The K2 Annex 98 is a solid all mountain ski that brings a lot more versatility to the table than it’s wider counterparts. Like most all mountain skis in this category, the K2 Annex 98 doesn’t excel in any one area, but rather does everything pretty darn well. It wasn’t our favorite in the category, but we could definitely see it becoming a favorite of a lot of people.
Conditions: Soft snow, hard pack, groomers, crud
Boots: Rossignol Alias Sensor 120
Bindings: Marker Griffon
On the Snow Feel: The K2 Annex 98 is in the middle of the road as far as stability goes. It has a rocker/camber profile with quite a bit of early rise. The tip is relatively light and flexible, but the tail is a lot more stable. Combined, with significant camber underneath it makes the ski a lot less playful. When you get the ski on edge, the tip will engage, making the ski even more stable through turns.
Powder: It has 98mm underfoot, which is pretty normal for an all mountain ski. It also has a pretty decent amount of rocker in the tip helping to increase the float in the deep snow. In the light snow I didn’t have too much trouble staying in a forward position, but I am a relatively light skier (155lbs). Those who are a bit heavier, or those who ride in heavier pow, may find the tips are light and flexible, and may ride a bit more centered, making the tails grab a bit more. If you’re looking for better float you will want to look at the K2 Annex 108, or 118, but if you’re willing to give up a little floatation for more all-around versatility, this ski is a good option.
Turn Initiation and Carving: The K2 Annex 98 comes with K2’s All-Terrain Rocker. This puts rocker in the tip, but traditional camber underfoot. Rocker up front helps make turns easier to initiate. The ski is pretty quick, but with a 22m radius, it’s happiest making long arcing turns. The camber underfoot puts most of the ski in contact with the snow, and the tapered tip brings the contact point closer to your feet when on edge, giving you a little more power and stability, and also making the ski faster and easier to initiate. The tapered tail helps to give you more control when exiting the turn. Once on edge, the ski is pretty stable. It does have some pop when transitioning from turn to turn, but it’s not as snappy as a frontside oriented ski.
Speed: The K2 Annex 98 is pretty well rounded ski, performing decent in most areas, but not exceptional in any one. Speed is no exception. The core is aspen, paulownia, and maple making it lightweight and durable. Then K2 puts a metal and fiberglass laminate above and below the core, making it quite damp. This all sounds great, and overall the performance is pretty good. The only short fall here is that the tip is actually pretty flexible, and can get a bit of chatter at high speeds. The ski is happy making large radius turns, and if speed is your thing, this isn’t a bad option. The ski is pretty forgiving, and it does turn pretty quick, allowing you to scrub speed if necessary.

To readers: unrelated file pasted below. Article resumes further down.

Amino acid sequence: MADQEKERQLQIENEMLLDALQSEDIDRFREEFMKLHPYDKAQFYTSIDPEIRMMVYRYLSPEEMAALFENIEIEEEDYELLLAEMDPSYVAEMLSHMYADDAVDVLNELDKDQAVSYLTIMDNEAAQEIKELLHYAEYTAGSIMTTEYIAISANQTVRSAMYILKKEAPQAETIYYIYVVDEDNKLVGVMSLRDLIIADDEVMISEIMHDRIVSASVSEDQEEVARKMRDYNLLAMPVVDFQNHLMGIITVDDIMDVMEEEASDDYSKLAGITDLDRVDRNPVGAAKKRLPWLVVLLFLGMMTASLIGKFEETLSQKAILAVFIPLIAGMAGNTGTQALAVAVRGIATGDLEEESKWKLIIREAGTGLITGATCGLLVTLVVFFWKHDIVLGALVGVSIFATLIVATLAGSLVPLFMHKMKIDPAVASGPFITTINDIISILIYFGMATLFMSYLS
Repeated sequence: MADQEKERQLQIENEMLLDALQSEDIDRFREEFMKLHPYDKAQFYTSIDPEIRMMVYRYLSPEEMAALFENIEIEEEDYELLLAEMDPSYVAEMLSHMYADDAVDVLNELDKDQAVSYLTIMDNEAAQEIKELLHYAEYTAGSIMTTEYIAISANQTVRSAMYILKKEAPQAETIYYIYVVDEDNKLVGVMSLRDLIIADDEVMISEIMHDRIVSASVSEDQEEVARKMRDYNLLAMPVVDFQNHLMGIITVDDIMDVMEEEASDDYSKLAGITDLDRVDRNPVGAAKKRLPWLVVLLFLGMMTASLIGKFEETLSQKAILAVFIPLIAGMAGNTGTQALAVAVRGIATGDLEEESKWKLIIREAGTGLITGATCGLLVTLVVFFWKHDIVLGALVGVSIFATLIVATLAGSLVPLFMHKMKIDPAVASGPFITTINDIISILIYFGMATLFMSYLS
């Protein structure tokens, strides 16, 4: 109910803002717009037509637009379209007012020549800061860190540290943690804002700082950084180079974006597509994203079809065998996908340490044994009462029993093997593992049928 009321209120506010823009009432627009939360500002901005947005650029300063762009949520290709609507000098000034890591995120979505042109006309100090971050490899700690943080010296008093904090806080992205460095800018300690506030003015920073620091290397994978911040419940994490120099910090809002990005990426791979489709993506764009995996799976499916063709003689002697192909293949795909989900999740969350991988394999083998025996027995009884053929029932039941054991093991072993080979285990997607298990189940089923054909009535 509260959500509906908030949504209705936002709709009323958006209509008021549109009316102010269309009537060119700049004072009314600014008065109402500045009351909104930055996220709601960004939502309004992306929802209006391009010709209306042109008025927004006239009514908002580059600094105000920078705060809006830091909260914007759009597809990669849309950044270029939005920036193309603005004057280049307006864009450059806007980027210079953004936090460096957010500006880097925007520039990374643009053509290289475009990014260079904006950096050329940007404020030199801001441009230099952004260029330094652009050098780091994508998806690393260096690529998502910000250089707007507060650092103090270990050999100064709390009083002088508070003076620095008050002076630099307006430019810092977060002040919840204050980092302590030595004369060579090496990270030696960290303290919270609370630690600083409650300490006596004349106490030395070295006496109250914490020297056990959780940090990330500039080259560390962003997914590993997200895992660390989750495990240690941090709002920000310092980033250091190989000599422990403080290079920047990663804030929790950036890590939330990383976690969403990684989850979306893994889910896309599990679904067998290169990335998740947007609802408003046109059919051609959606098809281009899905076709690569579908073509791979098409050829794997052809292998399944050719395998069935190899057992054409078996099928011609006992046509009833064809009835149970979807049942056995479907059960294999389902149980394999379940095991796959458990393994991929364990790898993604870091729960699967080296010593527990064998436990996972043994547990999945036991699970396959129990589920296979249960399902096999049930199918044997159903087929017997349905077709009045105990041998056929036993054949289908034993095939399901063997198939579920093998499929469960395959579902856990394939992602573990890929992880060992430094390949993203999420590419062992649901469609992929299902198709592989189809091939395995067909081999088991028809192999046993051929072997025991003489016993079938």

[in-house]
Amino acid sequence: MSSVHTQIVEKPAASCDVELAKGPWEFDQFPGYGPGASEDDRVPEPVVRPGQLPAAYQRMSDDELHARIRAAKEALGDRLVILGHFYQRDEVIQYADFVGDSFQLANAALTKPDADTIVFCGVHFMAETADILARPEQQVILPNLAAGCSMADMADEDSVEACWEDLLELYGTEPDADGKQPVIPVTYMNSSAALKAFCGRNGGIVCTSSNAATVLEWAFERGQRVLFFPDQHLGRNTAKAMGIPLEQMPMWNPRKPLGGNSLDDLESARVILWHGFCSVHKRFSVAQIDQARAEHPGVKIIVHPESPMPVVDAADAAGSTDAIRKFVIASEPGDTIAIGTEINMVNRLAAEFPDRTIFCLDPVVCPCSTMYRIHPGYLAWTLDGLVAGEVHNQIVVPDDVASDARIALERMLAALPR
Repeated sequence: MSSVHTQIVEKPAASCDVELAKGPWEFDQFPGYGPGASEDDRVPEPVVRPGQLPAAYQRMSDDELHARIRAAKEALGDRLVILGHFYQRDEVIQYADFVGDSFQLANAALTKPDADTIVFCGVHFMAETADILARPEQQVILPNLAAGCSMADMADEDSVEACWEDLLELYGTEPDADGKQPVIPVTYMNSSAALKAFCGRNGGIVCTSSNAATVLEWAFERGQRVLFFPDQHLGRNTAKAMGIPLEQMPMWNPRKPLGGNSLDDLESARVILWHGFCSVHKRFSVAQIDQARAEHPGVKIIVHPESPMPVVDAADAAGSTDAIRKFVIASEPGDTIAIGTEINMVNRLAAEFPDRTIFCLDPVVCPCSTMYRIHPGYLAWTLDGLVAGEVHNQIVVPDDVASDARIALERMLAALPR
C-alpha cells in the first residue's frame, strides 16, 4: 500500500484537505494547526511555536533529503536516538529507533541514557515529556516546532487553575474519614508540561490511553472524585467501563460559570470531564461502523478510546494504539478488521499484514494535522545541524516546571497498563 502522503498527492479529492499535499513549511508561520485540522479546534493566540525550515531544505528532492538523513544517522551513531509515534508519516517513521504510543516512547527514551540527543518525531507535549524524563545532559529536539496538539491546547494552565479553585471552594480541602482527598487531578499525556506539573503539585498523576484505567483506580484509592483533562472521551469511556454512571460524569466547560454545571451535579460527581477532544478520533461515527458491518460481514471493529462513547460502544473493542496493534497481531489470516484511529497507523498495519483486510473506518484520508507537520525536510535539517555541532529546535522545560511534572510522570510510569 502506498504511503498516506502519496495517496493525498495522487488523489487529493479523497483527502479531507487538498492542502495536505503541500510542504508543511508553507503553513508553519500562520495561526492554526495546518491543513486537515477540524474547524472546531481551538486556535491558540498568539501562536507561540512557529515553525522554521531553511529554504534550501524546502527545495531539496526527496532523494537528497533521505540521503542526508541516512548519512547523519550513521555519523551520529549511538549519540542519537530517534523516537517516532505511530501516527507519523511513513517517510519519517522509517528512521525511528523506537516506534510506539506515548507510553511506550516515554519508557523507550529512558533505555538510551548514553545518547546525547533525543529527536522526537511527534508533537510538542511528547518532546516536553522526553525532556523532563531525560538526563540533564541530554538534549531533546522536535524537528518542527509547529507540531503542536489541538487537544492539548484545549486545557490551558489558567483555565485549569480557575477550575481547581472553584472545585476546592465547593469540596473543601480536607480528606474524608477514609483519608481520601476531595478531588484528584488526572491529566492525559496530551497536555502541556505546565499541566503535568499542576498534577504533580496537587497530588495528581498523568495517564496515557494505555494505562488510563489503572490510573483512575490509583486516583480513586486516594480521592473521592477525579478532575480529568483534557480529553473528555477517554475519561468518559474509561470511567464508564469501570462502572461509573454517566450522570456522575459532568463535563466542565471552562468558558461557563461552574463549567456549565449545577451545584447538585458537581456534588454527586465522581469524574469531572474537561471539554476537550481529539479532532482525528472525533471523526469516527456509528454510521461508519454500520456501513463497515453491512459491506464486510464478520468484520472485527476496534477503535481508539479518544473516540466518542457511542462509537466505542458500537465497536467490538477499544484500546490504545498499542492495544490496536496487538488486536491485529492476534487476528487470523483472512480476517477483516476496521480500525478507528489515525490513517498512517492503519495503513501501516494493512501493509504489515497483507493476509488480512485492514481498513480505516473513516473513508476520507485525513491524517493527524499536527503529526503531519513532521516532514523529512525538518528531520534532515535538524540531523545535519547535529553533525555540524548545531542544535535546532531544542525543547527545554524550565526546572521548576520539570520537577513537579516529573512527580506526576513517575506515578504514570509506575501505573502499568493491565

Uneven Terrain: The K2 Annex 98 is a very light ski, built for backcountry travel, but the ski is also quite stiff, keeping it pretty damp. With a 98mm width and early rise tip the ski is able to plane on top of the crud. It’s also a very quick ski allowing you to turn around obstacles quickly or scrub speed in those, “oh Sh&%” Moments. Some skiers may feel the ski is a bit too light to crush the choppy snow, but it’s stiff flex and wider nose help to make riding in the crud a little easier.
Edge Hold: The edge hold on the K2 Annex 98 is decent, but nothing that will blow your mind. It has hybritech sidewalls that combine cap construction with sidewalls, giving you the lightweight character of cap construction, but the edge grip of a sidewall. The ski is quite quick side to side, and very forgiving, allowing you to skid through turns pretty easy. Get it all the way on edge however, and the ski will track pretty well. It does take a bit of effort to keep it there however, and less aggressive skiers may not get it to perform as well.
Flex: Overall the ski is pretty stiff. The tip may be a bit soft, especially for heavy skiers, but it can also make the ski a bit more playful in certain terrain.
Switch: The Annex is a directional twin that is happier going forward.
Park: The K2 Annex 98 is capable in the park, but I wouldn’t use it as my go to park ski.
Overall the K2 Annex 98 is a great all-around versatile ski that you can ride in powder, on piste, or in the backcountry. Like many all-mountain skis you will sacrifice performance in any given area for overall versatility. It’s a decent powder ski that is quick, and playful. On the groomers it has quick, easy turn initiation, and decent edge hold, although it takes a bit of effort to keep it there. It’s not as snappy coming out of the turns, but more advanced skiers will find it pretty responsive. In the backcountry its light weight will be welcome when skinning up, and many will be happy with its balanced performance. I really liked this ski for its versatility, but those seeking a ski that excels in powder, or on piste, may want to look elsewhere. This ski is pretty forgiving, but to truly appreciate the way it rides, you need to be a little more experienced. We could see the K2 Annex 98 becoming somebody’s daily driver.